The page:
Vietnam war veteran Ted Gordon, pictured at the Montecillo
War Veterans Home and Hospital, welcomes new research on
the health of New Zealand veterans. Peter McIntosh.
After hearing official denials for decades, Vietnam war
veteran Ted Gordon feels vindicated by University of Otago
research showing New Zealand veterans of that war are twice as
likely to develop chronic lymphatic leukaemia.
''It shows we were right,'' he said yesterday.
The study, whose lead author is Associate Prof David McBride,
of the university's preventive and social medicine
department, also found a doubling of the risk of mortality
from cancers of the head and neck, as well as an increase in
oral cancers of the pharynx and larynx, among Vietnam
veterans compared with the general population.
This is the first comprehensive study to produce ''hard
data'' showing adverse health effects on New Zealand veterans
from their service in Vietnam, researchers say. And the study
will shortly appear in the international journal BMJ
Mr Gordon (67) said for about 40 years it was officially
denied Agent Orange was having any adverse effect on the
health of Kiwi veterans.
Agent Orange was used extensively in Vietnam as a herbicide
and defoliant, partly to make it easier to spot enemy troop
and guerrilla movements by removing some of the lush jungle
In 2004, then prime minister Helen Clark's government
apologised to Vietnam War veterans exposed to Agent Orange or
other toxic defoliants, after a health select committee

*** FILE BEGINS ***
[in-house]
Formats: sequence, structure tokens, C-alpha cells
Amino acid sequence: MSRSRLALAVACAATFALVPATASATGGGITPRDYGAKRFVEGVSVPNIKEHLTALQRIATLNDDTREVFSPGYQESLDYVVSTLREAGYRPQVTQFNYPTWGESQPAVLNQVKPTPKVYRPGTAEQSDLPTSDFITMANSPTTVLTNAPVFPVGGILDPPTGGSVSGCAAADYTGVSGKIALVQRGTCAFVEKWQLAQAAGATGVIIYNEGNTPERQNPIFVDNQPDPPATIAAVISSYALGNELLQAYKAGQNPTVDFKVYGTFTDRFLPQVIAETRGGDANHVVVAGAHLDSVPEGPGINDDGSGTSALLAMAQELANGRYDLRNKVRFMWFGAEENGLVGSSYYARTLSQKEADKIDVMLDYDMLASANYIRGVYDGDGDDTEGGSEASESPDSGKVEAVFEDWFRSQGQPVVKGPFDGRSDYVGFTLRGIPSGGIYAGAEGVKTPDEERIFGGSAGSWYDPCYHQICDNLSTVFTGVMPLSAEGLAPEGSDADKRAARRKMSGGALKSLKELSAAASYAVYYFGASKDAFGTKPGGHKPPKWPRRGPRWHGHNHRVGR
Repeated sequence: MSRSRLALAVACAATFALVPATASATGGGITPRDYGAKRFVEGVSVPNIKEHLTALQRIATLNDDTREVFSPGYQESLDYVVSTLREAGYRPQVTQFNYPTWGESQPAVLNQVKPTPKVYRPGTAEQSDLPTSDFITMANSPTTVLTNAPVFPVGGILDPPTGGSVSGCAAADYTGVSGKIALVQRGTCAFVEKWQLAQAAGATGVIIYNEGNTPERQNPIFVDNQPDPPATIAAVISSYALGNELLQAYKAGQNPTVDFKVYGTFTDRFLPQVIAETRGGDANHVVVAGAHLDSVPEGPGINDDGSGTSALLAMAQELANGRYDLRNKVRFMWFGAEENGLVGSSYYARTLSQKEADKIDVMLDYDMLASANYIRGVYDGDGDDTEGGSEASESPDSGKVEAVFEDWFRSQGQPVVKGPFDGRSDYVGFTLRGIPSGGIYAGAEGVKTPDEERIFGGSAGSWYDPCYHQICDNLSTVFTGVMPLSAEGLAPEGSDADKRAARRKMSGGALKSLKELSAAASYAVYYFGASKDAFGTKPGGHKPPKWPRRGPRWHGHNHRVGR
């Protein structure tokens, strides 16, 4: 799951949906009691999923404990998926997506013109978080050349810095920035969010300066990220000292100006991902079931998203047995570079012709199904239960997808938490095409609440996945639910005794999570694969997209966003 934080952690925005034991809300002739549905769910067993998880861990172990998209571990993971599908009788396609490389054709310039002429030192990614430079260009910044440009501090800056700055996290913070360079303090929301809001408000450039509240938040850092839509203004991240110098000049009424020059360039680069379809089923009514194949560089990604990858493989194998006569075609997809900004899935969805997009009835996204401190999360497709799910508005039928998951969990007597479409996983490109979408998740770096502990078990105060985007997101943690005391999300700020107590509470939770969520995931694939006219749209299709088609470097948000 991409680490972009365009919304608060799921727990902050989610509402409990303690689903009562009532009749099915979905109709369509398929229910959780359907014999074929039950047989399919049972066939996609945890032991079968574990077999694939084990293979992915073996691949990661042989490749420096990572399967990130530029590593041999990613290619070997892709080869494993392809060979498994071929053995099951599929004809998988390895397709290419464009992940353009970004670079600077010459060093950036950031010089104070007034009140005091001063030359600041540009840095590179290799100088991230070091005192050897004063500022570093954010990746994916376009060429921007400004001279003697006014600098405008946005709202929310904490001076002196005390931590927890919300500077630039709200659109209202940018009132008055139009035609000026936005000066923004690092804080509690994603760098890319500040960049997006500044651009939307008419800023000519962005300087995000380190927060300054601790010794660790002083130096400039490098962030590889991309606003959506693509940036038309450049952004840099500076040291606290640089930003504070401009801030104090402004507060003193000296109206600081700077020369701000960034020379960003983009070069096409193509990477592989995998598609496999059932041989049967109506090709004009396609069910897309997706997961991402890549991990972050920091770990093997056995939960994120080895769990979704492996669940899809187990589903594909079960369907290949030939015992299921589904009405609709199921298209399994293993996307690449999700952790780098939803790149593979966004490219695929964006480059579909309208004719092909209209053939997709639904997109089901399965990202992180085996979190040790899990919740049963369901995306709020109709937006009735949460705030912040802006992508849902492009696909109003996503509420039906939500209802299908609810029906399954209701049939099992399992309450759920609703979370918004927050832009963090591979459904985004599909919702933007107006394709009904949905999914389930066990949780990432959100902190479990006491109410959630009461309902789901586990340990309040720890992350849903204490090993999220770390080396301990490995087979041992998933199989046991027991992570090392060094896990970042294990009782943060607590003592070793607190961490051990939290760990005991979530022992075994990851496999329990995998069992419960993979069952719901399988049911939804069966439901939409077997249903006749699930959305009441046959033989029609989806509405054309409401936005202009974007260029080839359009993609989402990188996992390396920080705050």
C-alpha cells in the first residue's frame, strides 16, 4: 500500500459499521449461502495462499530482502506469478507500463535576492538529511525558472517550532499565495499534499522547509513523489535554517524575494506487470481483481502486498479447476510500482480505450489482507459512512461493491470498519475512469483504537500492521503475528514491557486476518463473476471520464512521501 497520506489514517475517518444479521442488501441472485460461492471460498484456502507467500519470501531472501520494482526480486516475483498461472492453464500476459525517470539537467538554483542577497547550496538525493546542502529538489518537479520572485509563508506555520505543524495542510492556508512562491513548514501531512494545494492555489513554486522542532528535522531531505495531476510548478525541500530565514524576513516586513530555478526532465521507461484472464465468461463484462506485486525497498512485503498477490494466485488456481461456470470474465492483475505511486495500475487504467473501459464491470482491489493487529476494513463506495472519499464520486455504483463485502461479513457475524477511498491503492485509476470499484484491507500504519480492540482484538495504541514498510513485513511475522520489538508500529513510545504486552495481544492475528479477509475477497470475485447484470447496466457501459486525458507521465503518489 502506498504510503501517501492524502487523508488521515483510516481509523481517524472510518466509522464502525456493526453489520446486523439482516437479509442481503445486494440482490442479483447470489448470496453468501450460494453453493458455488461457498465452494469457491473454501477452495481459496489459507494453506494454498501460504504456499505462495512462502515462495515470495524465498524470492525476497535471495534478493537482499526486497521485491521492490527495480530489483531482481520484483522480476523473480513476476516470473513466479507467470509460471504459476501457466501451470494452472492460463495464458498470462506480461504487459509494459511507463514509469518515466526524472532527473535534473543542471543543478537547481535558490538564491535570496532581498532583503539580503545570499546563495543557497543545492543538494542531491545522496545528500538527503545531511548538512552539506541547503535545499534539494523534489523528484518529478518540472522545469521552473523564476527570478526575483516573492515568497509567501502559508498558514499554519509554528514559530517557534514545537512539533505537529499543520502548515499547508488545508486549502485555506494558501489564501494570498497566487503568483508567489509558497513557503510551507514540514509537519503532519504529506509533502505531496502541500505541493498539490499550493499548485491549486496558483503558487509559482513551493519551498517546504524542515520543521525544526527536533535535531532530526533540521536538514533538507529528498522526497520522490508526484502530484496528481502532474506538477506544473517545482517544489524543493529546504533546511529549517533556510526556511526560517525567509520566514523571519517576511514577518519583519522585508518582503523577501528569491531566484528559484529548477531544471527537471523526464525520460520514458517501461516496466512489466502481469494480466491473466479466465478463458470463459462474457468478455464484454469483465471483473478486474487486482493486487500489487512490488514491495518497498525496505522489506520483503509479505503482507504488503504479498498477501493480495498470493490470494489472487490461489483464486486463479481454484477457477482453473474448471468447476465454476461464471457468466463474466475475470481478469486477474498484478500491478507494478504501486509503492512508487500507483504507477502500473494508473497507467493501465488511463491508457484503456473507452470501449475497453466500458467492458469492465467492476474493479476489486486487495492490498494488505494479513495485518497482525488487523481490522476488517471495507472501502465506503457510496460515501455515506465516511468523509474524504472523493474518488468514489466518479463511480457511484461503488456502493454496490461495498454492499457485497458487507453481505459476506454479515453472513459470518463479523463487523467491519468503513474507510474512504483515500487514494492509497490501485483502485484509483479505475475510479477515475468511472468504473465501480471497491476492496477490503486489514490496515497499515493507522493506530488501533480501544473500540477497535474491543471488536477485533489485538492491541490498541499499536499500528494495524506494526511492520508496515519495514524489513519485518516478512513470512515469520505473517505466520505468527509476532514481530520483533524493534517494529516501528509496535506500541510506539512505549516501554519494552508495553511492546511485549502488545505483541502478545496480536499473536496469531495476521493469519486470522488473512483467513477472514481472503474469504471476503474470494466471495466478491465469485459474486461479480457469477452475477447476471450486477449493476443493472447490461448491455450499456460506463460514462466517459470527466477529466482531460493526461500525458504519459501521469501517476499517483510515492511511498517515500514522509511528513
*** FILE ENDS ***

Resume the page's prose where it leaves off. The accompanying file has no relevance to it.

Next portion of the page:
inquiry into the use of the chemicals.
Mr Gordon served in Vietnam for 13 months, mainly in 1967, as
a truck driver and infantryman with 161 Battery.
He welcomed the Otago study's findings, but said that despite
earlier high-level assurances, some veterans were still
losing a ''paper war'' over their rightful entitlement to
He lives in Owaka but has been staying at the Montecillo War
Veterans Home and Hospital after a recent operation in
Dunedin Hospital to counter a spinal injury put down to
jumping out of helicopters in Vietnam carrying heavy gear,
including a pack and firearm.
The Otago study had come ''too late for a lot of people'',
who had died, ''but it's not too late for some of the
families'', who now needed more support.
In some families, birth defects and related significant
health problems had been emerging in several generations of
the veterans' descendants, and there had been problems in his
own extended family. He had also had cancer, including of the
Prof McBride said he wanted the Otago study to be of active
practical use, and not be left sitting on a shelf.
The study showed there had been some adverse health effects
on Vietnam veterans, and there was a moral obligation for New
Zealand to ensure those veterans were well supported.
Good support was provided for Vietnam veterans through the
Montecillo facility in Dunedin, but more backing was needed
elsewhere in the country, he said in an interview.
The RSA yesterday welcomed publication of the Otago study and
said it vindicated claims about the adverse health effects of
service in Vietnam.
RSA national president Don McIver thanked Prof McBride and
his colleagues for ''this important work'', and noted the
study had been commissioned by the War Pensions Advisory
Board, of which the RSA is a member.
Veterans' health will also be on the agenda at a two-day
conference in Dunedin starting today, organised by the Otago
University researchers focusing on the theme of ''Health of
Veterans, Serving Personnel and their Families''.